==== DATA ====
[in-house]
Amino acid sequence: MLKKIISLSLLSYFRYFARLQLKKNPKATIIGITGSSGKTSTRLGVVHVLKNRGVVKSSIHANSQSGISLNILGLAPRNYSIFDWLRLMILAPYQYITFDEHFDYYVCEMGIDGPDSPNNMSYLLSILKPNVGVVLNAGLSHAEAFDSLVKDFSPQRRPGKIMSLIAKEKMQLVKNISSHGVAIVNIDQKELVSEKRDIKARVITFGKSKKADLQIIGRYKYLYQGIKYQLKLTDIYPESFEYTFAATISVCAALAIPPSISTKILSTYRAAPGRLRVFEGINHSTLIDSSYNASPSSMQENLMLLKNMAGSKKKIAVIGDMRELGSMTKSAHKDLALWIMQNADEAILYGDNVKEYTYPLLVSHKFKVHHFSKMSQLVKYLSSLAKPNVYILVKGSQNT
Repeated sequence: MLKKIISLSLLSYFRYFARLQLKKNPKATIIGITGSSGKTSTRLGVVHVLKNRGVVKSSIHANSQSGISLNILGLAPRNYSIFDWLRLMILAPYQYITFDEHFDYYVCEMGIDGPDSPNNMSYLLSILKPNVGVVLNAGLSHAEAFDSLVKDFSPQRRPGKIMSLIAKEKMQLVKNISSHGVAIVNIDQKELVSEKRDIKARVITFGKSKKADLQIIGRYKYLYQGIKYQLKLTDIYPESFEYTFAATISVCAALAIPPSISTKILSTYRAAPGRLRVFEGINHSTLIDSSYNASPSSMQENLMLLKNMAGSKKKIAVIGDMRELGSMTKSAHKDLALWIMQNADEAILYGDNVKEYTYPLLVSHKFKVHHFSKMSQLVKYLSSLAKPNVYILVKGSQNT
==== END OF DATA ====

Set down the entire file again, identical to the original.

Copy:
[in-house]
Amino acid sequence: MLKKIISLSLLSYFRYFARLQLKKNPKATIIGITGSSGKTSTRLGVVHVLKNRGVVKSSIHANSQSGISLNILGLAPRNYSIFDWLRLMILAPYQYITFDEHFDYYVCEMGIDGPDSPNNMSYLLSILKPNVGVVLNAGLSHAEAFDSLVKDFSPQRRPGKIMSLIAKEKMQLVKNISSHGVAIVNIDQKELVSEKRDIKARVITFGKSKKADLQIIGRYKYLYQGIKYQLKLTDIYPESFEYTFAATISVCAALAIPPSISTKILSTYRAAPGRLRVFEGINHSTLIDSSYNASPSSMQENLMLLKNMAGSKKKIAVIGDMRELGSMTKSAHKDLALWIMQNADEAILYGDNVKEYTYPLLVSHKFKVHHFSKMSQLVKYLSSLAKPNVYILVKGSQNT
Repeated sequence: MLKKIISLSLLSYFRYFARLQLKKNPKATIIGITGSSGKTSTRLGVVHVLKNRGVVKSSIHANSQSGISLNILGLAPRNYSIFDWLRLMILAPYQYITFDEHFDYYVCEMGIDGPDSPNNMSYLLSILKPNVGVVLNAGLSHAEAFDSLVKDFSPQRRPGKIMSLIAKEKMQLVKNISSHGVAIVNIDQKELVSEKRDIKARVITFGKSKKADLQIIGRYKYLYQGIKYQLKLTDIYPESFEYTFAATISVCAALAIPPSISTKILSTYRAAPGRLRVFEGINHSTLIDSSYNASPSSMQENLMLLKNMAGSKKKIAVIGDMRELGSMTKSAHKDLALWIMQNADEAILYGDNVKEYTYPLLVSHKFKVHHFSKMSQLVKYLSSLAKPNVYILVKGSQNT